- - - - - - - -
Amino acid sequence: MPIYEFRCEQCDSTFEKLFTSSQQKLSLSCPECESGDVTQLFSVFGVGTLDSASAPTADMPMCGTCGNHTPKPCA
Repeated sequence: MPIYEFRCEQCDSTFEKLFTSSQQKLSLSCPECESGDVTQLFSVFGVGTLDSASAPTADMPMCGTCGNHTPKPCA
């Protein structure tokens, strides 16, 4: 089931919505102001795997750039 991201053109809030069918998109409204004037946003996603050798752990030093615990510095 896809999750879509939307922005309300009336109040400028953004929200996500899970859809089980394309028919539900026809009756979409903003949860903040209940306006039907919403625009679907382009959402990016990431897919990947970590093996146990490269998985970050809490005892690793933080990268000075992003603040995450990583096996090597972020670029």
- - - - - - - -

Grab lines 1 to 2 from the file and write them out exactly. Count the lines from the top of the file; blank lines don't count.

Amino acid sequence: MPIYEFRCEQCDSTFEKLFTSSQQKLSLSCPECESGDVTQLFSVFGVGTLDSASAPTADMPMCGTCGNHTPKPCA
Repeated sequence: MPIYEFRCEQCDSTFEKLFTSSQQKLSLSCPECESGDVTQLFSVFGVGTLDSASAPTADMPMCGTCGNHTPKPCA